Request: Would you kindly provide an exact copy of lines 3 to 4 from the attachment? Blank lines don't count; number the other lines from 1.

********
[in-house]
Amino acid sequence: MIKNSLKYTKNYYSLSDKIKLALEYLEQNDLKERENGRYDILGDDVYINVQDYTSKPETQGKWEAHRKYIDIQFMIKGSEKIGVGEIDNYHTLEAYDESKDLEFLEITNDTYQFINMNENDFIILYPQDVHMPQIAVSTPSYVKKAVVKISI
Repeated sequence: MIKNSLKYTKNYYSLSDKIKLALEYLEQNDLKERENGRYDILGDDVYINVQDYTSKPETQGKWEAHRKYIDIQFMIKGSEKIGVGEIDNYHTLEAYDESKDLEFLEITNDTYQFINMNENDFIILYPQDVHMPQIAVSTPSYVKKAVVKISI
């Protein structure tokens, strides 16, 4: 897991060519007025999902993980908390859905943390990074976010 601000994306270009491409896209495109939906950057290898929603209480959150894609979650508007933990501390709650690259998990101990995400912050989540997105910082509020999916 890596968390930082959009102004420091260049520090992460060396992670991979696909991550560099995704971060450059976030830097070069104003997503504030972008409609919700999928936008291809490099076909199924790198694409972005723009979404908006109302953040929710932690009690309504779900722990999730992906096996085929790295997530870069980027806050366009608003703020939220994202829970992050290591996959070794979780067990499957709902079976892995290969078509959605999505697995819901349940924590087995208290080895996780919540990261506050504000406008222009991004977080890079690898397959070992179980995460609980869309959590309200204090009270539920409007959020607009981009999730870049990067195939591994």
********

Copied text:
Repeated sequence: MIKNSLKYTKNYYSLSDKIKLALEYLEQNDLKERENGRYDILGDDVYINVQDYTSKPETQGKWEAHRKYIDIQFMIKGSEKIGVGEIDNYHTLEAYDESKDLEFLEITNDTYQFINMNENDFIILYPQDVHMPQIAVSTPSYVKKAVVKISI
């Protein structure tokens, strides 16, 4: 897991060519007025999902993980908390859905943390990074976010 601000994306270009491409896209495109939906950057290898929603209480959150894609979650508007933990501390709650690259998990101990995400912050989540997105910082509020999916 890596968390930082959009102004420091260049520090992460060396992670991979696909991550560099995704971060450059976030830097070069104003997503504030972008409609919700999928936008291809490099076909199924790198694409972005723009979404908006109302953040929710932690009690309504779900722990999730992906096996085929790295997530870069980027806050366009608003703020939220994202829970992050290591996959070794979780067990499957709902079976892995290969078509959605999505697995819901349940924590087995208290080895996780919540990261506050504000406008222009991004977080890079690898397959070992179980995460609980869309959590309200204090009270539920409007959020607009981009999730870049990067195939591994």